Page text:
3. The government charged the defendant with violation of § 301(a) of the Federal Water Pollution Control Act Amendments of 1972 (FWPCA). To sustain this allegation, two showings were made. First, plaintiff established that Permenter's acts were such as to be prohibited if done in waters under federal jurisdiction in that the fill material used is encompassed in the Act's definition of a pollutant as set forth above. Second, plaintiff showed that the waters receiving the impact of the prohibited conduct were indeed within the jurisdictional ambit in that the wetlands filled were subject to the ebb and flow of the tide and below the mean high water level.
4. The activities of the defendant described in the foregoing Findings of Fact constitutes a violation of the Rivers and Harbors Act of 1899 (the Act), (33 U.S.C. § 403) by: (1) building a structure (bulkheading), (2) excavating within navigable waters of the United States, and (3) altering and modifying a navigable water, all without proper federal authorization.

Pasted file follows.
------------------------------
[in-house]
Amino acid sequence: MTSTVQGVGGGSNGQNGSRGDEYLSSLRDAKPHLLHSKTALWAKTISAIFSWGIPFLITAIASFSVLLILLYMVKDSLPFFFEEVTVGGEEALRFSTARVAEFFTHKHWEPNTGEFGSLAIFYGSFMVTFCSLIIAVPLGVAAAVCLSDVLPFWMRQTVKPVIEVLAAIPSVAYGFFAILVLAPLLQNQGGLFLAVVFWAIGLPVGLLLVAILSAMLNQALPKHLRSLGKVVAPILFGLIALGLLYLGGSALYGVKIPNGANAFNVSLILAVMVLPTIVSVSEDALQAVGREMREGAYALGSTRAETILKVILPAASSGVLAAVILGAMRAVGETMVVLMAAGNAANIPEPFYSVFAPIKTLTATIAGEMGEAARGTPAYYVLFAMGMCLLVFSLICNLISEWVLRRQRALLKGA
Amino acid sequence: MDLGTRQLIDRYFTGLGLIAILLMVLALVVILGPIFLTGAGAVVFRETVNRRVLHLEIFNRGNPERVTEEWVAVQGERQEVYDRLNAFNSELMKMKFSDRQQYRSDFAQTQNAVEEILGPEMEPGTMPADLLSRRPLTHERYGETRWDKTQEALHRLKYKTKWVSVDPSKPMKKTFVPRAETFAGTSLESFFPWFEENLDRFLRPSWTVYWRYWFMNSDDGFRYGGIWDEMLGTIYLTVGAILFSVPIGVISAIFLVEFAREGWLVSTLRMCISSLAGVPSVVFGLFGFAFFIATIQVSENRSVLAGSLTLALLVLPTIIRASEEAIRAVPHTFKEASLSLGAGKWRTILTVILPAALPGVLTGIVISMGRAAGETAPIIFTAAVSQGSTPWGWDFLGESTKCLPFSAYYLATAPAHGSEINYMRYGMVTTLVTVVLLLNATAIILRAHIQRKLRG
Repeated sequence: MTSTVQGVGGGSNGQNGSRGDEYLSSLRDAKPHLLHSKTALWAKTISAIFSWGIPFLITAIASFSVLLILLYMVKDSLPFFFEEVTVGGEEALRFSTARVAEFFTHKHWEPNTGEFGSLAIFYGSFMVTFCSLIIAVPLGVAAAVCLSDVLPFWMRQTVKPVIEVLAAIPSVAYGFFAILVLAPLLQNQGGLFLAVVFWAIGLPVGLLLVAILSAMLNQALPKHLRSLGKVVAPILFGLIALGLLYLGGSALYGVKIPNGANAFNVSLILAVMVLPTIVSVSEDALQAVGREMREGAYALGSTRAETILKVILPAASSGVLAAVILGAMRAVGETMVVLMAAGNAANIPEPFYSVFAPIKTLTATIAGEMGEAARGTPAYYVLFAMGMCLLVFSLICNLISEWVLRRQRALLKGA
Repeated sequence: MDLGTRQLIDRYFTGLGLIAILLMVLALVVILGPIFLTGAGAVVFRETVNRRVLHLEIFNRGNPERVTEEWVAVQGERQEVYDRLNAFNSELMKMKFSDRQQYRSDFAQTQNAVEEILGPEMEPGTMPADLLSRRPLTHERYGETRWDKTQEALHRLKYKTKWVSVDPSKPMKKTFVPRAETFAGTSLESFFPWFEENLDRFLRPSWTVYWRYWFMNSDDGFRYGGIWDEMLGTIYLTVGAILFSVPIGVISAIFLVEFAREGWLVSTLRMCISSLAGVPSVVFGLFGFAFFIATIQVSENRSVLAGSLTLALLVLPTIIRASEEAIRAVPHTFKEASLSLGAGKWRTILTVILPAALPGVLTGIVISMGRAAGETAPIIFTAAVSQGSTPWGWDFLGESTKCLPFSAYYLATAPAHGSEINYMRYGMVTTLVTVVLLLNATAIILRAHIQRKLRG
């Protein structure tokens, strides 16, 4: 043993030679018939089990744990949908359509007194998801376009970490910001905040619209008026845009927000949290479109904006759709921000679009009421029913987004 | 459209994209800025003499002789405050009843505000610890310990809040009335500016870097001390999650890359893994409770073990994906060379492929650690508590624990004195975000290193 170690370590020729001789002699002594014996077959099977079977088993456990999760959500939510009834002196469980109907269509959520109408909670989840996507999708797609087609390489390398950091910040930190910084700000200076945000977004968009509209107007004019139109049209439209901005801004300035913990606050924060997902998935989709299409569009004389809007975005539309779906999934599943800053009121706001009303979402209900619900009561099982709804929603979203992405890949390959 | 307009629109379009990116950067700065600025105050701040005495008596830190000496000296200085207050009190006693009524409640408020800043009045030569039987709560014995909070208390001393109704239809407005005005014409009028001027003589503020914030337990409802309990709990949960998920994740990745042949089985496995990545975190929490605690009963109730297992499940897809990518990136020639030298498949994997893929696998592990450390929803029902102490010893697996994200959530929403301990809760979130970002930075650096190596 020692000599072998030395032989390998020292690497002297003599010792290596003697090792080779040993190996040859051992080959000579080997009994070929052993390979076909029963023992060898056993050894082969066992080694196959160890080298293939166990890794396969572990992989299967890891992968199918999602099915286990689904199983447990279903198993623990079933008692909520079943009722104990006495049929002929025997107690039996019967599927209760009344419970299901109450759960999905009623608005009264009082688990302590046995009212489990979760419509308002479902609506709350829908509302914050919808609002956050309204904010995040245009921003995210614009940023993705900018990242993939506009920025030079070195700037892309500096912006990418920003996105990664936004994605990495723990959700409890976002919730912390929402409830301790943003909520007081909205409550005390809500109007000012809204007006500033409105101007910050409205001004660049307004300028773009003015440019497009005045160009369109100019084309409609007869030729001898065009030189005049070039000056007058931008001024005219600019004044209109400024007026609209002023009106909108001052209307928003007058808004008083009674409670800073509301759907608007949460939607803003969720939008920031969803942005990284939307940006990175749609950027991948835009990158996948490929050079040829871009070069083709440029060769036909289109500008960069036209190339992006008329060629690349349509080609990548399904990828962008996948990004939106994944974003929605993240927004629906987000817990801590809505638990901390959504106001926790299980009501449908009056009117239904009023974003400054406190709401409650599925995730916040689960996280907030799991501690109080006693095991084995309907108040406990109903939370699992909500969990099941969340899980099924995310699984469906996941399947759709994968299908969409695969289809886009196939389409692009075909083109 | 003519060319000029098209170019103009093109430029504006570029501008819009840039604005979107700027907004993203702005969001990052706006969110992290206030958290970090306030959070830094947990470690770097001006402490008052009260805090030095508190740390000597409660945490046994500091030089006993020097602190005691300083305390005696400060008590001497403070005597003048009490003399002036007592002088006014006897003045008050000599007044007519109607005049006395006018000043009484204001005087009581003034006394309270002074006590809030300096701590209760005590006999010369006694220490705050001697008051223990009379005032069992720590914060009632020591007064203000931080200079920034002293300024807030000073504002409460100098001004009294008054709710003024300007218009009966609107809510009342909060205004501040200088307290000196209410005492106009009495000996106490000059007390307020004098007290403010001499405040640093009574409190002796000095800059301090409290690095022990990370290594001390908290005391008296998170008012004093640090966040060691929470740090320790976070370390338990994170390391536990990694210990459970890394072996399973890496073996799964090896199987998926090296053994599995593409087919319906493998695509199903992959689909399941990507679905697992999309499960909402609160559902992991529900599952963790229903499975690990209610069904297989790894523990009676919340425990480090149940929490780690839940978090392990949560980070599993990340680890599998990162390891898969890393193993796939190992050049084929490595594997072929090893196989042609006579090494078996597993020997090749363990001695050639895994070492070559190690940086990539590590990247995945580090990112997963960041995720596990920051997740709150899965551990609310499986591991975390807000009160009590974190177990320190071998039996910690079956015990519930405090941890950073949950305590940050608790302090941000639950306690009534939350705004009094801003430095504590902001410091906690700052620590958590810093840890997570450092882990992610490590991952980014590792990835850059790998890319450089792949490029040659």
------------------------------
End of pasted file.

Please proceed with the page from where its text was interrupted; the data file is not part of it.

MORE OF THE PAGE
The Act covers the building of structures and the excavating and filling in navigable waters as well as modifying or altering of same. It is a flat prohibition unless — the unless being the issuance of approval by the Secretary of the Army after recommendation of the Chief of Engineers. Zabel v. Tabb, 430 F.2d 199, 207 [1 ELR 20023, 20027] (CA 5, 1970), cert. denied 401 U.S. 910 (1971).
The Corps of Engineers need not show how serious the effect of connecting, widening, deepening or extending a connected canal will be in order to have jurisdiction under 33 U.S.C. § 403. The developer must apply for and be granted a permit for any canal. See Tatum v. Blackstock, 319 F.2d 397 (CA 1963).